GB: What can Australia do? What is Australia’s strategy for next year and for years after? What would you do to improve the situation?
GE: The Australian government has accepted only the most minimal of obligations on Kyoto and subsequent agreements, and has not covered itself in any glory in the more recent Madrid and other conferences. It has tried to take advantage of every conceivable technical loophole – including credit for past behaviours – in order to minimize the kind of response that we are prepared to make. There is a strong sentiment developing in the population as a whole that Australia simply has to sign up to more stringent emissions targets, and also assume far more stringent policy positions domestically than simply putting some government support into renewables. This has become an absolutely central issue in Australian politics.
The Australian government is still, for the moment, in denial about this. My own view is that the impact of these fires, the scale of the devastation and the scale of the risk that we are obviously going to continue to face in the years ahead, have together led to a quite fundamental stiffening of the sentiment on this issue in the Australian community. The government will ignore this sentiment at its peril. I fully expect, over the next few months, significant modifications in Canberra’s international position, brought about by domestic political pressure. As I have noted, the opinion polls are already showing significant decline in support for the government since the fires erupted, and a very material decline of about eight percent in the prime minister’s personal support. Whether this decline will continue once the immediate threats subside remains to be seen.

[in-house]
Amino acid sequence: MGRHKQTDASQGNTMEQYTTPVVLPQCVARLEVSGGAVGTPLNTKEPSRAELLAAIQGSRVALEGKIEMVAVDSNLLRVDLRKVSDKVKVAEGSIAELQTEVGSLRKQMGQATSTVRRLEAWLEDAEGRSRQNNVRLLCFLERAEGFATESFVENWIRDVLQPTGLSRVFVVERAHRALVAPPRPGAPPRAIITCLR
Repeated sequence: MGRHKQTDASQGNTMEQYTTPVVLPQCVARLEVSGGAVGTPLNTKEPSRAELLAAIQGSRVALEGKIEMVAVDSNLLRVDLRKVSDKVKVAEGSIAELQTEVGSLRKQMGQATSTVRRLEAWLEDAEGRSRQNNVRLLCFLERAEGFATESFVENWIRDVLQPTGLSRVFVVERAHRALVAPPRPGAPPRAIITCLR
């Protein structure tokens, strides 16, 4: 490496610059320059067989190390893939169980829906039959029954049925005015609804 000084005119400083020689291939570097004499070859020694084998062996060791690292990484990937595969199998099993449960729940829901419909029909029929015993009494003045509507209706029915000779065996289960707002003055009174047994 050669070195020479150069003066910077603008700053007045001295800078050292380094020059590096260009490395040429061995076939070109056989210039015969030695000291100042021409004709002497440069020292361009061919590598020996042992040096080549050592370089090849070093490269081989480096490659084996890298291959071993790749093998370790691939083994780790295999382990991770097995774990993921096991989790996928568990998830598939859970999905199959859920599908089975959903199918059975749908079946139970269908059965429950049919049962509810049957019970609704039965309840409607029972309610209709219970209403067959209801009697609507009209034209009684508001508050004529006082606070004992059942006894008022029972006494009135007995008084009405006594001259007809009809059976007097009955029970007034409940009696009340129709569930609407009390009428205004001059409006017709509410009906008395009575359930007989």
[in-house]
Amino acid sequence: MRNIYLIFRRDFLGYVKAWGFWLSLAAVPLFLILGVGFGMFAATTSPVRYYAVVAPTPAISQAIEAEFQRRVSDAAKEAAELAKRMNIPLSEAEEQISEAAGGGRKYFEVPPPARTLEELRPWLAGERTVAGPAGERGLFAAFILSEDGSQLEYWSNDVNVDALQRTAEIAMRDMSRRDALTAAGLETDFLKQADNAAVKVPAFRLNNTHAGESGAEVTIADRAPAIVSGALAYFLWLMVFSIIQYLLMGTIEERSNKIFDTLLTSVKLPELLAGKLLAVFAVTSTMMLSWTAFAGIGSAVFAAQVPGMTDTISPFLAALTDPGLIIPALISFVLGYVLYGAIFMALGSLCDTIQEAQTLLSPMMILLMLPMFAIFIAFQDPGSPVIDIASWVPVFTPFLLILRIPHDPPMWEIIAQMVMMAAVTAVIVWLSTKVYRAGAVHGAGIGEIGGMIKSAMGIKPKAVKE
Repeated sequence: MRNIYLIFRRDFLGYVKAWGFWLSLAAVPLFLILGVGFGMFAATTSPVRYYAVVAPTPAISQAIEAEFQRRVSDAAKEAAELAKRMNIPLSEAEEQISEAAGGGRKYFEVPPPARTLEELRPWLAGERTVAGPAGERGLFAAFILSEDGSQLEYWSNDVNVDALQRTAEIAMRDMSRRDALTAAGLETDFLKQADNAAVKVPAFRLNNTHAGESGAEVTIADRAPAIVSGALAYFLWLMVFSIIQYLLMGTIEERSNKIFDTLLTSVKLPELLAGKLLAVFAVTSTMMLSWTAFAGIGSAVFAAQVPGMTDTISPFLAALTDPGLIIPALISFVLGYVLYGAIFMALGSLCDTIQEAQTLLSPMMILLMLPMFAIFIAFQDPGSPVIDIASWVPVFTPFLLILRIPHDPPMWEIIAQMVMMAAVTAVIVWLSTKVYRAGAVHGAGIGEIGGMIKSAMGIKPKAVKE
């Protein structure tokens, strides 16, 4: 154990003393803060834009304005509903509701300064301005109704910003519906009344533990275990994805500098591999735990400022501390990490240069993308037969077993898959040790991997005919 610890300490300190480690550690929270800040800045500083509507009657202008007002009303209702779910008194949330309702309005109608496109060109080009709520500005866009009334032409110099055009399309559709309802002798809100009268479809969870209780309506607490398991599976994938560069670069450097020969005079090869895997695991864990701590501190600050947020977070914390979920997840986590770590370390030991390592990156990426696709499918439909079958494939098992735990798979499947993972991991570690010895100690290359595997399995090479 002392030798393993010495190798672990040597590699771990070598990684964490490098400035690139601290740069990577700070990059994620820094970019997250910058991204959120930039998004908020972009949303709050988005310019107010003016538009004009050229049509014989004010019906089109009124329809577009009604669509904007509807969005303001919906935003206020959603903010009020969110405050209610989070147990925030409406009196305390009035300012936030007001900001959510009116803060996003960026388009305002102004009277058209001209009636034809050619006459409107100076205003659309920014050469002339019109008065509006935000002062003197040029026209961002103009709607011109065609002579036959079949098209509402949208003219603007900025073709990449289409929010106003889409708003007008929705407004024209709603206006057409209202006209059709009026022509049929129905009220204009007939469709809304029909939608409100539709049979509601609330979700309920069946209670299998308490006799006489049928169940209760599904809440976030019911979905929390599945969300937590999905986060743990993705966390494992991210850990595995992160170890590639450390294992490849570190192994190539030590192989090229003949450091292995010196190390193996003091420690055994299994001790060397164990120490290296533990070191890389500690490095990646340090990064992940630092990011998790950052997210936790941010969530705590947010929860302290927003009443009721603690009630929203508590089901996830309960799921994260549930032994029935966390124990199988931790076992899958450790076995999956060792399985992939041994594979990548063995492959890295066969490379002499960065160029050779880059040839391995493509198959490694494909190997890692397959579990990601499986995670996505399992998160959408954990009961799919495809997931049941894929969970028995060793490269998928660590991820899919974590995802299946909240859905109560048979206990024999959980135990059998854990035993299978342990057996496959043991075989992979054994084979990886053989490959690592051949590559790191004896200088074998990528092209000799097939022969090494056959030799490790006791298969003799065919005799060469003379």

But this is a very real development. Public sentiment on issues does change – we have seen it in Australia on issues as fundamental to the psyche as gay marriage, among others. When an issue bites in the wider community, it really does bite. And governments ignore that change in sentiment at their peril.